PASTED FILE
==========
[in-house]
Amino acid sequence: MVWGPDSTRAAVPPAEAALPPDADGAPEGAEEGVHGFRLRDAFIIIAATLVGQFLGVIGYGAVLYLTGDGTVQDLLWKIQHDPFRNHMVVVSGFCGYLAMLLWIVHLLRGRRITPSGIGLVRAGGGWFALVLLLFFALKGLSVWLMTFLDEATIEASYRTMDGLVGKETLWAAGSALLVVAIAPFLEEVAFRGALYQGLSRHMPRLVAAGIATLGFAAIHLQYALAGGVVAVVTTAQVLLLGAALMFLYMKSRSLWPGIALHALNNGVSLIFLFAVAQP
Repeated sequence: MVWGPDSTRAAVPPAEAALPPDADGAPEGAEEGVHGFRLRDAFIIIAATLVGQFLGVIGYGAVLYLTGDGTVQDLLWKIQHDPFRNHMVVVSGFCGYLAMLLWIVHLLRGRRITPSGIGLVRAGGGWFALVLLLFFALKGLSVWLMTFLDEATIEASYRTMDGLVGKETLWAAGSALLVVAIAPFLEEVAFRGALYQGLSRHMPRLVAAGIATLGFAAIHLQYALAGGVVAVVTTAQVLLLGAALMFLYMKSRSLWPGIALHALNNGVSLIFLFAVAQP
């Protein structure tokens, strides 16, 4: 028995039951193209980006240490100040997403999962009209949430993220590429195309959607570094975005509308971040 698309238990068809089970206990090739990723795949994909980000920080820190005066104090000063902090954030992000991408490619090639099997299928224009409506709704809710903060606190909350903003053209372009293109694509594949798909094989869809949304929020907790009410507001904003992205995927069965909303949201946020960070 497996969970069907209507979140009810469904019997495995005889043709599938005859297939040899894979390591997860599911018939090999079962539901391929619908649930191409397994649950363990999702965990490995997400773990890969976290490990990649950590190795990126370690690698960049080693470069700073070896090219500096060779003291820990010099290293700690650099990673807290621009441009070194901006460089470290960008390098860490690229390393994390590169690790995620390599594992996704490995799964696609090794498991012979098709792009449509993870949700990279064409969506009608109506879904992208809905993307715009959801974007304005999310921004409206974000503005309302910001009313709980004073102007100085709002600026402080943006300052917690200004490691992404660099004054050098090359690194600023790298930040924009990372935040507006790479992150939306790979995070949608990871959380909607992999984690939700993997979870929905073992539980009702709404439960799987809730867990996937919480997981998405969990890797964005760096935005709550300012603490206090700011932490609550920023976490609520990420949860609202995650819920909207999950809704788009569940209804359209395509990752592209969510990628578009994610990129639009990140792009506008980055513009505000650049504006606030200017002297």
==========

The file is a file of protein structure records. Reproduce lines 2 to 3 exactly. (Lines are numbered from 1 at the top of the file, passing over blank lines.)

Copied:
Amino acid sequence: MVWGPDSTRAAVPPAEAALPPDADGAPEGAEEGVHGFRLRDAFIIIAATLVGQFLGVIGYGAVLYLTGDGTVQDLLWKIQHDPFRNHMVVVSGFCGYLAMLLWIVHLLRGRRITPSGIGLVRAGGGWFALVLLLFFALKGLSVWLMTFLDEATIEASYRTMDGLVGKETLWAAGSALLVVAIAPFLEEVAFRGALYQGLSRHMPRLVAAGIATLGFAAIHLQYALAGGVVAVVTTAQVLLLGAALMFLYMKSRSLWPGIALHALNNGVSLIFLFAVAQP
Repeated sequence: MVWGPDSTRAAVPPAEAALPPDADGAPEGAEEGVHGFRLRDAFIIIAATLVGQFLGVIGYGAVLYLTGDGTVQDLLWKIQHDPFRNHMVVVSGFCGYLAMLLWIVHLLRGRRITPSGIGLVRAGGGWFALVLLLFFALKGLSVWLMTFLDEATIEASYRTMDGLVGKETLWAAGSALLVVAIAPFLEEVAFRGALYQGLSRHMPRLVAAGIATLGFAAIHLQYALAGGVVAVVTTAQVLLLGAALMFLYMKSRSLWPGIALHALNNGVSLIFLFAVAQP